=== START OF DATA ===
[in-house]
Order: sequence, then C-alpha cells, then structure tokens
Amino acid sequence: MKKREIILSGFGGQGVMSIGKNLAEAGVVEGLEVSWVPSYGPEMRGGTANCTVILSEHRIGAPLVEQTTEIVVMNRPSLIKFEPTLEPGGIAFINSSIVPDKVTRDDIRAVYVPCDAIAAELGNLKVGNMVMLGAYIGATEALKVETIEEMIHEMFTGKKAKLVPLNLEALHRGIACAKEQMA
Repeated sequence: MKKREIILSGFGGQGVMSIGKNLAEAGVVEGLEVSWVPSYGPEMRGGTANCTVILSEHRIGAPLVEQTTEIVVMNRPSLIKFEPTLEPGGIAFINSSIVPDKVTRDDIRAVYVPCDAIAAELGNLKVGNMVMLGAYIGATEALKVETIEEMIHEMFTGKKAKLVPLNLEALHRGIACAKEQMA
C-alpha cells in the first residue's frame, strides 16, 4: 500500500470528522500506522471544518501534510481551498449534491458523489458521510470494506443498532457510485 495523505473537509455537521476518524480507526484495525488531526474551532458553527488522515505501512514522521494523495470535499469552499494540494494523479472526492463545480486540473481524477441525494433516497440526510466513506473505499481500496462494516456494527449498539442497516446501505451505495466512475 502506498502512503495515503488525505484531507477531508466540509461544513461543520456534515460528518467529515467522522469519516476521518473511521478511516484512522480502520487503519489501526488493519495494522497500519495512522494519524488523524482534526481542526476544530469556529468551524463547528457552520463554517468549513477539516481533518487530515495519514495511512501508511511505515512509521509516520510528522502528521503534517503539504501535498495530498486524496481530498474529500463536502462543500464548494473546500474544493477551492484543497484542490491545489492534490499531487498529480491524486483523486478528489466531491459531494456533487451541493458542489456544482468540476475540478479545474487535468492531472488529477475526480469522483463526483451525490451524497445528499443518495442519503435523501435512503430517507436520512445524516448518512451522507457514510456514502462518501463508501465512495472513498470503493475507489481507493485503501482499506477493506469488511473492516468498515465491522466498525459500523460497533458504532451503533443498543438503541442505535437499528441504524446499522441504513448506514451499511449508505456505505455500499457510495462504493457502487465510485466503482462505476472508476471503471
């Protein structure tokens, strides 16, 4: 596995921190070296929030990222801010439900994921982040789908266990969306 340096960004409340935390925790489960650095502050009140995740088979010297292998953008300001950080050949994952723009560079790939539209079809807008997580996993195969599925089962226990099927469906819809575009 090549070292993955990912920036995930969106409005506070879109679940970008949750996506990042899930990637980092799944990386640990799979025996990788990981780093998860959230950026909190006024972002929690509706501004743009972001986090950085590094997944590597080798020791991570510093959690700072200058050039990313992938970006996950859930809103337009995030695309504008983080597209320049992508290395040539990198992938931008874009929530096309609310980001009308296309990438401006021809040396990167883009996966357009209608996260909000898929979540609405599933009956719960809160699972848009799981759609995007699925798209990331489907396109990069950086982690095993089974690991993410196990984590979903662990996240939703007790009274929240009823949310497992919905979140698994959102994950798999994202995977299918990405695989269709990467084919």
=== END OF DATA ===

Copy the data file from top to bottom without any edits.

[in-house]
Order: sequence, then C-alpha cells, then structure tokens
Amino acid sequence: MKKREIILSGFGGQGVMSIGKNLAEAGVVEGLEVSWVPSYGPEMRGGTANCTVILSEHRIGAPLVEQTTEIVVMNRPSLIKFEPTLEPGGIAFINSSIVPDKVTRDDIRAVYVPCDAIAAELGNLKVGNMVMLGAYIGATEALKVETIEEMIHEMFTGKKAKLVPLNLEALHRGIACAKEQMA
Repeated sequence: MKKREIILSGFGGQGVMSIGKNLAEAGVVEGLEVSWVPSYGPEMRGGTANCTVILSEHRIGAPLVEQTTEIVVMNRPSLIKFEPTLEPGGIAFINSSIVPDKVTRDDIRAVYVPCDAIAAELGNLKVGNMVMLGAYIGATEALKVETIEEMIHEMFTGKKAKLVPLNLEALHRGIACAKEQMA
C-alpha cells in the first residue's frame, strides 16, 4: 500500500470528522500506522471544518501534510481551498449534491458523489458521510470494506443498532457510485 495523505473537509455537521476518524480507526484495525488531526474551532458553527488522515505501512514522521494523495470535499469552499494540494494523479472526492463545480486540473481524477441525494433516497440526510466513506473505499481500496462494516456494527449498539442497516446501505451505495466512475 502506498502512503495515503488525505484531507477531508466540509461544513461543520456534515460528518467529515467522522469519516476521518473511521478511516484512522480502520487503519489501526488493519495494522497500519495512522494519524488523524482534526481542526476544530469556529468551524463547528457552520463554517468549513477539516481533518487530515495519514495511512501508511511505515512509521509516520510528522502528521503534517503539504501535498495530498486524496481530498474529500463536502462543500464548494473546500474544493477551492484543497484542490491545489492534490499531487498529480491524486483523486478528489466531491459531494456533487451541493458542489456544482468540476475540478479545474487535468492531472488529477475526480469522483463526483451525490451524497445528499443518495442519503435523501435512503430517507436520512445524516448518512451522507457514510456514502462518501463508501465512495472513498470503493475507489481507493485503501482499506477493506469488511473492516468498515465491522466498525459500523460497533458504532451503533443498543438503541442505535437499528441504524446499522441504513448506514451499511449508505456505505455500499457510495462504493457502487465510485466503482462505476472508476471503471
């Protein structure tokens, strides 16, 4: 596995921190070296929030990222801010439900994921982040789908266990969306 340096960004409340935390925790489960650095502050009140995740088979010297292998953008300001950080050949994952723009560079790939539209079809807008997580996993195969599925089962226990099927469906819809575009 090549070292993955990912920036995930969106409005506070879109679940970008949750996506990042899930990637980092799944990386640990799979025996990788990981780093998860959230950026909190006024972002929690509706501004743009972001986090950085590094997944590597080798020791991570510093959690700072200058050039990313992938970006996950859930809103337009995030695309504008983080597209320049992508290395040539990198992938931008874009929530096309609310980001009308296309990438401006021809040396990167883009996966357009209608996260909000898929979540609405599933009956719960809160699972848009799981759609995007699925798209990331489907396109990069950086982690095993089974690991993410196990984590979903662990996240939703007790009274929240009823949310497992919905979140698994959102994950798999994202995977299918990405695989269709990467084919």